Chinese electric vehicle giant Nio goes to Norway

Business & Technology

China’s electric vehicle makers are eyeing Norway as their first overseas destination — but can they convince Europeans to pay top dollar for cars made in China?

Nio House, the electric car company’s concept showroom / café in Hangzhou, designed by Schmidt Hammer Lassen Architects.

The Chinese electric vehicle up-start Nio has chosen Norway as its first overseas destination.

In a press conference on Thursday, CEO William Li (李斌 Lǐ Bīn), said (in Chinese) that the company will start delivering the ES8, its all-electric sport utility vehicle, to the Nordic nation in September. It will also begin taking premium orders for the ET7, its first electric sedan, next year. Preorders for the ES8 will begin shortly.

Marius Hayler, the general manager of Nio’s Norway branch, said the company expects to open a signature Nio House — a 2,150 square meter combination showroom, meeting space, and café — in Oslo in September. Nio’s Norway team is also expected to grow from its 15 current members to 50 by the end of the year.

“Our decision to choose Norway as our first overseas market was a long time coming,” said Li (in Chinese). “It’s not just that Norway is the most welcoming country for electric vehicles; it’s that Norway and Nio have a shared vision when it comes to energy conservation and innovation.”

Norway — a nation of only 5 million people, roughly half the size of Hangzhou’s population — has a shortage of home-grown automakers, and is one of the most open countries to foreign marques. Like China, the country is exceptionally EV-friendly: it subsidizes electric vehicles through various tax exemptions and boasts an extensive charging infrastructure. Electric vehicles now account for 62% of Norway’s car market, the highest in the world.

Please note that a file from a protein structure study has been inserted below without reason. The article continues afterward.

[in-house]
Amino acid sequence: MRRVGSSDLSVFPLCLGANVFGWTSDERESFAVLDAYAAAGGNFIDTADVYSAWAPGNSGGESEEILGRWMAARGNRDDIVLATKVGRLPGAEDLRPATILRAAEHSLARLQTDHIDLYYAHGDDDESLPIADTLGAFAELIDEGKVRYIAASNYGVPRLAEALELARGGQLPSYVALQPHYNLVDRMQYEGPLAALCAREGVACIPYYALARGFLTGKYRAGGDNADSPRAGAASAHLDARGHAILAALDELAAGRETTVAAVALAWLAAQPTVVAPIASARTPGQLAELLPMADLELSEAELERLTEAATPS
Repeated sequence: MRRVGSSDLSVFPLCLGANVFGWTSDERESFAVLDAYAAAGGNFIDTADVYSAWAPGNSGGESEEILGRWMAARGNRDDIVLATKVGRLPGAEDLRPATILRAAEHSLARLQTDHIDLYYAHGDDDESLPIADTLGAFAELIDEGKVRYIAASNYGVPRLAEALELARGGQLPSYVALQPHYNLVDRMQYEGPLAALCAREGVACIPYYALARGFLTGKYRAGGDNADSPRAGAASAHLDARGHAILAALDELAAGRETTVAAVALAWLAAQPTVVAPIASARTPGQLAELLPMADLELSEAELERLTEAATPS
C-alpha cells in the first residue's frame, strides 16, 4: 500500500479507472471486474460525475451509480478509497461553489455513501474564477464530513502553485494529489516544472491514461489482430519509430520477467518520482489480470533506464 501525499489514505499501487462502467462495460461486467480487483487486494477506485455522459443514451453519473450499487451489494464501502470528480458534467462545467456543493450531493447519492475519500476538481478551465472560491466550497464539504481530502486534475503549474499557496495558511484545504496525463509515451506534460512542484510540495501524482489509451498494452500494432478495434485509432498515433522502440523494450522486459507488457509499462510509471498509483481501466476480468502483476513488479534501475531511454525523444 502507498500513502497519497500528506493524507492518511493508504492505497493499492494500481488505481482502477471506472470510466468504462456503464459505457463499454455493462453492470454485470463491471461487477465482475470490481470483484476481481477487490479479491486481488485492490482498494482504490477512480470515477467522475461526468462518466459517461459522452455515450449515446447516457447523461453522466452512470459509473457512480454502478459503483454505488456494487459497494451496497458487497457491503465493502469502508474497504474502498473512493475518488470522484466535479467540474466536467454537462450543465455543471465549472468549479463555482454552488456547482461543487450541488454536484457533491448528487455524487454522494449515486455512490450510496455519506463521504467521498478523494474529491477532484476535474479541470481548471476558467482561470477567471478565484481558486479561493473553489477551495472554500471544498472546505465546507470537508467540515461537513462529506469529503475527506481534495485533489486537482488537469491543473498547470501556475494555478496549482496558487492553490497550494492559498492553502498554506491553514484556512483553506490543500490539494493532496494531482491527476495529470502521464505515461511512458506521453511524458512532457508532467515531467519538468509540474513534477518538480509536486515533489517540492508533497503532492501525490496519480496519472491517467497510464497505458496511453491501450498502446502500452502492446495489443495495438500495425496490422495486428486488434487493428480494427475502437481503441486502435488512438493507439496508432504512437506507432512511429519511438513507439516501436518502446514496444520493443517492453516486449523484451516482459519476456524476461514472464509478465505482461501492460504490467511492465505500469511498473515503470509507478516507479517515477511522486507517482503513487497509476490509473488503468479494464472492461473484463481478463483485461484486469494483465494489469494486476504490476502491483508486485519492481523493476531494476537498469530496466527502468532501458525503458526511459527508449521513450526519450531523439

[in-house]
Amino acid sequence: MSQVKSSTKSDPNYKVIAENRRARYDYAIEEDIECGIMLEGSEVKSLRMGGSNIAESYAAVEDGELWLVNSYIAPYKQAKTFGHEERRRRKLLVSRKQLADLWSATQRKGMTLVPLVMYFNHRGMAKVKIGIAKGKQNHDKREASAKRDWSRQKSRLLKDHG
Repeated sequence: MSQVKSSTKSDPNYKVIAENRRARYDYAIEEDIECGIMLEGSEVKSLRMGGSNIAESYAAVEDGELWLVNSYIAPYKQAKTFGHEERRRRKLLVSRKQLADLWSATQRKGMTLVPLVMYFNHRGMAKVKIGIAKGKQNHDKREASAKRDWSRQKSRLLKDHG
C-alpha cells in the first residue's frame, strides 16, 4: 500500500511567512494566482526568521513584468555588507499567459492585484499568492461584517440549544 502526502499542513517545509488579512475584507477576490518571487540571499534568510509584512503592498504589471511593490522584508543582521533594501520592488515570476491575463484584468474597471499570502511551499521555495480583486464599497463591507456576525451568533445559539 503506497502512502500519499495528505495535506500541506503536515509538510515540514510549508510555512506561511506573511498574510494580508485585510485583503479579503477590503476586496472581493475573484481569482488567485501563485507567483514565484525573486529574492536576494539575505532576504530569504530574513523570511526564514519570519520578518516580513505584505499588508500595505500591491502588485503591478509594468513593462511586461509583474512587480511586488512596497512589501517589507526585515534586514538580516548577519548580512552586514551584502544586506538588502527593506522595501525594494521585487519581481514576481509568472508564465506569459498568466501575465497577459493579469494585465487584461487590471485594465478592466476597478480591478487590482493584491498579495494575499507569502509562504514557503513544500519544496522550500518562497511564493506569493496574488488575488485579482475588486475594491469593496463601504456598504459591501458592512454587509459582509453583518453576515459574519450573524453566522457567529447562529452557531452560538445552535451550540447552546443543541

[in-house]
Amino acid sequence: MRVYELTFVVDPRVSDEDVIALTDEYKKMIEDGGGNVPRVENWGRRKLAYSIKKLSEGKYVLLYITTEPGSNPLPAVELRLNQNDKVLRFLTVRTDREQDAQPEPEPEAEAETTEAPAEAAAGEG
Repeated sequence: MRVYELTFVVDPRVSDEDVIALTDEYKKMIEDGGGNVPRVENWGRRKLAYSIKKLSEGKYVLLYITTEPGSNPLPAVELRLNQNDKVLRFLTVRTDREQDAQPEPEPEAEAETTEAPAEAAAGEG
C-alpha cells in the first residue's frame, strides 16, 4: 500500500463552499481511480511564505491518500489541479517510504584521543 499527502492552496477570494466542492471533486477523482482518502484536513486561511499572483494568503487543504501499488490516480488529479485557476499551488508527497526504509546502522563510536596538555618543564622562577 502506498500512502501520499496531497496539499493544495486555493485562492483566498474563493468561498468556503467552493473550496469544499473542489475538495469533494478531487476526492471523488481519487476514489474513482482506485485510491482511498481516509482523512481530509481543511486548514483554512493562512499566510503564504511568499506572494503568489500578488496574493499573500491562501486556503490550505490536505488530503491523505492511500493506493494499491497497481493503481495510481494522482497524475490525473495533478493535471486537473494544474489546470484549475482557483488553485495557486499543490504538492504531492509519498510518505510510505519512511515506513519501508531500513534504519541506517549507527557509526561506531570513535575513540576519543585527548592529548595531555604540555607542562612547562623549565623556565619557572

Can skeptical Western consumers be convinced?

All of this has made the country an overseas incubator for Chinese electric vehicle start-ups. By cutting their teeth in a hospitable Nordic environment first, Chinese automakers hope to gather lessons in preparation for the real challenge: Convincing skeptical Western consumers to pay top dollar for Chinese cars.

That may not be easy. For decades, Chinese products were associated with cheap labor at the bottom of the value chain. Though this is changing, the perception can become a hindrance in a highly competitive market; the Norwegian auto landscape, for example, is home to more-established EVs like Audi’s e-Tron SUV, Tesla’s Model 3 and Nissan’s Leaf hatchback.

Nonetheless, Europe still seems to be the path forward. Recently, many Chinese EV start-ups have converged on an intriguing business strategy: manufacture in China, raise capital in the U.S, and start expansions in Europe. In choosing Norway as its first overseas beachhead, the Shanghai-based, U.S.-listed Nio is executing a version of that plan.

Many Chinese marques are already mid-execution. Xpeng, another U.S. listed, China-based electric vehicle start-up, delivered 100 of its G3 smart SUVs to individual Norwegian customers in late December. Aiways began selling its mid-size SUV in Europe last October, and Lync & Co, owned by Chinese automaker Geely, plans to deliver their first vehicles to Europe this spring.

But politics may ultimately have the final say. On Tuesday, trade officials of the European Union admitted that they were considering suspending a comprehensive trade deal with Beijing due to political tensions. As relations between European governments and Beijing sour, import tariffs and further entry barriers loom large for many Chinese marques, imperiling their dream of becoming what Li called, a “global brand” for “global users.”